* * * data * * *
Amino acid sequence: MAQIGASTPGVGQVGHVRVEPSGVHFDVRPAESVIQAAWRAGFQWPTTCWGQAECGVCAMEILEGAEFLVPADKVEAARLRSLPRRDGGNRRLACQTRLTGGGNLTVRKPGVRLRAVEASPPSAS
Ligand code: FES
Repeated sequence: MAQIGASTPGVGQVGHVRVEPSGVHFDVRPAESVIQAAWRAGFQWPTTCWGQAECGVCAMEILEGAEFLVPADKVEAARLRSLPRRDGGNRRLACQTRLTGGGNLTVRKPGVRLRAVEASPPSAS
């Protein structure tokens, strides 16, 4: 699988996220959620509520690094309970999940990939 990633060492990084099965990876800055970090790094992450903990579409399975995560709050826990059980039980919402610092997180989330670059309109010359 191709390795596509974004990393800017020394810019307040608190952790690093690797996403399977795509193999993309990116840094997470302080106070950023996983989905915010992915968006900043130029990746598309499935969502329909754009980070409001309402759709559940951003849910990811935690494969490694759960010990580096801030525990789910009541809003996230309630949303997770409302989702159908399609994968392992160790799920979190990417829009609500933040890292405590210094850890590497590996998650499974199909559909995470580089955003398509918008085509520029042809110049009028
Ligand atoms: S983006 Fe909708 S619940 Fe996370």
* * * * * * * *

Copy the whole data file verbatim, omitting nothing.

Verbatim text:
Amino acid sequence: MAQIGASTPGVGQVGHVRVEPSGVHFDVRPAESVIQAAWRAGFQWPTTCWGQAECGVCAMEILEGAEFLVPADKVEAARLRSLPRRDGGNRRLACQTRLTGGGNLTVRKPGVRLRAVEASPPSAS
Ligand code: FES
Repeated sequence: MAQIGASTPGVGQVGHVRVEPSGVHFDVRPAESVIQAAWRAGFQWPTTCWGQAECGVCAMEILEGAEFLVPADKVEAARLRSLPRRDGGNRRLACQTRLTGGGNLTVRKPGVRLRAVEASPPSAS
């Protein structure tokens, strides 16, 4: 699988996220959620509520690094309970999940990939 990633060492990084099965990876800055970090790094992450903990579409399975995560709050826990059980039980919402610092997180989330670059309109010359 191709390795596509974004990393800017020394810019307040608190952790690093690797996403399977795509193999993309990116840094997470302080106070950023996983989905915010992915968006900043130029990746598309499935969502329909754009980070409001309402759709559940951003849910990811935690494969490694759960010990580096801030525990789910009541809003996230309630949303997770409302989702159908399609994968392992160790799920979190990417829009609500933040890292405590210094850890590497590996998650499974199909559909995470580089955003398509918008085509520029042809110049009028
Ligand atoms: S983006 Fe909708 S619940 Fe996370």